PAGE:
July 9, 2012

Homemade Marshmallows


I had big plans of sharing this tasty recipe for homemade marshmallows in time for fourth of July s’mores, but we were part of those affected by the crazy storm that hit the mid-Atlantic. Better late than never, as there are still plenty of cookout days ahead!

If it is my first time making something, I will scour the interwebs to see how much variance there is between recipes so that I can venture into my project armed with knowledge. Also, depending on what I am making, I will also see what more I can do with it so that I get the most out of the goodness.

In addition to making vanilla marshmallows, I really wanted to make strawberry ones as well. After my research, I took the risk that I could just add strawberry (or any flavor) jelly to the vanilla marshmallow. It was a success and now you know that you can flavor marshmallow with just a little bit of fruit jelly. Once it was ready, I poured about half of the marshmallow mixture into one prepared dish to leave as vanilla. I added jelly to the remainder, whipped it to incorporate, and poured it into another prepared dish. Since I used two dishes, my marshmallows were thinner, about 3/4-inch thick, and I got a lot of them. Being thinner made it super simple to use cookie cutters to cut shapes out.


The vanilla marshmallows were good, and like everyone else out there says, nothing like store bought. They have a fresher taste and are more creamy than sticky inside. Even though I didn’t think they were all that special, the overall act of making them and the rustic look they have adds so much to their charm. The strawberry ones to me were out of this world, but the vanilla ones were favored by a couple of others that tried them.

Making the marshmallow mixture wasn’t difficult and it wasn’t near as sticky as I had prepared myself for. I don’t have a candy thermometer, just a regular handheld one and it worked just fine. Clean up of any utensils, pans, and dishes was a breeze by letting sticky items soak in warm water for just a little bit.

Strawberry Marshmallows
6 T confectioners sugar
3 T corn starch
1 C cold water, divided
3 envelopes unflavored gelatin
2 C sugar
1 C light corn syrup
1/4 t salt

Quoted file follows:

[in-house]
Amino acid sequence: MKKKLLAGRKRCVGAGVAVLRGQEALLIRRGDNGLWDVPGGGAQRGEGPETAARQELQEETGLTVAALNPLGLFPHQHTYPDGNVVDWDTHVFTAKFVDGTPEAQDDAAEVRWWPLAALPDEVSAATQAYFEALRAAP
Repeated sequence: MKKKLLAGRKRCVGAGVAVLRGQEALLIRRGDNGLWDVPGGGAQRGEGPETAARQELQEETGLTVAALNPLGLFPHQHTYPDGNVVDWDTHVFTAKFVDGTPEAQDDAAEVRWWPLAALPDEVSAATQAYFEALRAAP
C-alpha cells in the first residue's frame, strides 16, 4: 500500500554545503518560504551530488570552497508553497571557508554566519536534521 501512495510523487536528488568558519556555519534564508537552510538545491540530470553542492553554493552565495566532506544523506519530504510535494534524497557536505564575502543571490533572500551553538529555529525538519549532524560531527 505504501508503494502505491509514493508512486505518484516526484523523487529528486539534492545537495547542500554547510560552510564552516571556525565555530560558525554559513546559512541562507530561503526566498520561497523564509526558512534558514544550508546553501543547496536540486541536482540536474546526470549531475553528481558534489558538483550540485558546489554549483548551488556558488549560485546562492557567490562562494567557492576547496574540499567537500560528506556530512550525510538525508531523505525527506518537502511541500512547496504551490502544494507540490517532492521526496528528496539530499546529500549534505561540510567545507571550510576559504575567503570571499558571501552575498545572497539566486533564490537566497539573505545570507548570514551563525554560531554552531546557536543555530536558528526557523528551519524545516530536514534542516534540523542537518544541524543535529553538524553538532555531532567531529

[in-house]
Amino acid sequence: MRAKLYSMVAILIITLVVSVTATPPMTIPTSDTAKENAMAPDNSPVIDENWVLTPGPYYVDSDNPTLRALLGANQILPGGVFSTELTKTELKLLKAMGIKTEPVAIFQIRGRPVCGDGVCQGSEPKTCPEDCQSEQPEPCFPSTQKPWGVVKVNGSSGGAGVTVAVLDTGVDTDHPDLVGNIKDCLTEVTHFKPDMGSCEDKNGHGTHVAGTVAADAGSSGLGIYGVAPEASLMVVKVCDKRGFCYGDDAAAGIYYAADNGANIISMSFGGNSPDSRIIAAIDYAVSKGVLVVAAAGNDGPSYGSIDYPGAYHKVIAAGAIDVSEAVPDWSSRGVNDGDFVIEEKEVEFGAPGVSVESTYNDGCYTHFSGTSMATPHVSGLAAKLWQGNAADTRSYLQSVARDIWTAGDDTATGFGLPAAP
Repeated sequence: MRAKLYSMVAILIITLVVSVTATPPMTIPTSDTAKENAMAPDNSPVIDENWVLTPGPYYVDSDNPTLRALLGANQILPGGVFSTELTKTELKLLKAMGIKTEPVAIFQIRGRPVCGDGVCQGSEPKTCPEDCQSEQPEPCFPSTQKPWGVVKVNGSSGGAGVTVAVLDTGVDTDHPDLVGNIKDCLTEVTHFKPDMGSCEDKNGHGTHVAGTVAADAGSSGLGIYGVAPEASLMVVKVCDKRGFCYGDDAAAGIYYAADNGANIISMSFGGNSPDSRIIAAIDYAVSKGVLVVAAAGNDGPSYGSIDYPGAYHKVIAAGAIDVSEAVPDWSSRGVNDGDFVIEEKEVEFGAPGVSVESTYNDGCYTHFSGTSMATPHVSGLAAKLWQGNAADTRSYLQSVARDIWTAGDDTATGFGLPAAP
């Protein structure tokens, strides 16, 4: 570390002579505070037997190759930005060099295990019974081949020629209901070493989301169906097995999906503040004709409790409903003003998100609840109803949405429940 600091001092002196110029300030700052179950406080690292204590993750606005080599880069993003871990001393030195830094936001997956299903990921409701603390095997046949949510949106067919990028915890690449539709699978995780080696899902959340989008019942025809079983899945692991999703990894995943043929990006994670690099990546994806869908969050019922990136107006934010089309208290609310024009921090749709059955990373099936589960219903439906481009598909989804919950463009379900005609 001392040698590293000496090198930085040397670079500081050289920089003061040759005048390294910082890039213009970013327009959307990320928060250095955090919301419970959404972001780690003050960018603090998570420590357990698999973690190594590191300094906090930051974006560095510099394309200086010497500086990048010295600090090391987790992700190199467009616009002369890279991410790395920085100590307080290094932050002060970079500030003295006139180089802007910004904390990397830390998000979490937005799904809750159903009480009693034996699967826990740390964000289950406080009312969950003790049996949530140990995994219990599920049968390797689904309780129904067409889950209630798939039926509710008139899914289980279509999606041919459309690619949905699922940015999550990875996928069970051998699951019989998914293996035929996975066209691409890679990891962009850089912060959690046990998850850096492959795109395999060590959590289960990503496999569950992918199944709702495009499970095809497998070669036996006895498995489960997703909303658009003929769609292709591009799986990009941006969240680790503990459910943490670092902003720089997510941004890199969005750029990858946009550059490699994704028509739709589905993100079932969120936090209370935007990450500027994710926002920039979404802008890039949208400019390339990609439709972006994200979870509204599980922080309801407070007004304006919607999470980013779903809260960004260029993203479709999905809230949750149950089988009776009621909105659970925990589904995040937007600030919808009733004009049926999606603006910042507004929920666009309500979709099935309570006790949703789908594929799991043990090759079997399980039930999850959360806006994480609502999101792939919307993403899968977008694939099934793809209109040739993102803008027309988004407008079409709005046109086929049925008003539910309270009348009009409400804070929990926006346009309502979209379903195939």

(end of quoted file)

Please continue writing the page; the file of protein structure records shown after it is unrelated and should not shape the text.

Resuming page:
1 T vanilla
1/3 C strawberry jelly, omit if you want plain vanilla

Lightly coat a 9-inch x 13-inch glass casserole dish with non-stick cooking spray. Combine the confectioners sugar and corn starch and then sift into sprayed dish, covering the bottom and sides.

Empty the gelatin into the bowl of a stand mixer and then pour 1/2 C cold water onto the gelatin. Mix gently and then set aside for gelatin to soften, about 15 minutes.


In a medium saucepan over medium-high heat, add the sugar, corn syrup, salt and remaining 1/2 C of water. Gently stir together the ingredients and then allow to come to a boil undisturbed. Any sugar that is stuck to the side of the pan can be brushed away with additional water with a pastry brush so that none of the sugar crystallizes. Let the syrup reach 240º F and then remove from heat.

With the stand mixer on low, slowly pour the syrup into the bowl. Get as much syrup out without scraping the pan clean. Gradually increase the speed of the stand mixer until it is on high and let it whip the mixture until it has become thick and fluffy, about 10 minutes.

Warm the strawberry jelly in the microwave for about 30 seconds to thin it. Add the vanilla and jelly to the marshmallow and whip until incorporated.

Pour the marshmallow into the prepared pan and smooth top as much as possible. Sift more of the confectioners sugar mixture over top of the marshmallow to cover. Let sit uncovered for at least 6 hours or overnight.



When ready to remove the marshmallow, dust a cutting surface with more confectioners sugar mixture. Use a knife to gently separate the sides of the marshmallow from the dish if it is sticking and then place onto prepared surface. You can then cut squares with a knife or shapes with cookie cutters. Toss the cut marshmallows in the remaining confectioners sugar mixture and then shake off any excess.

No comments:

Post a Comment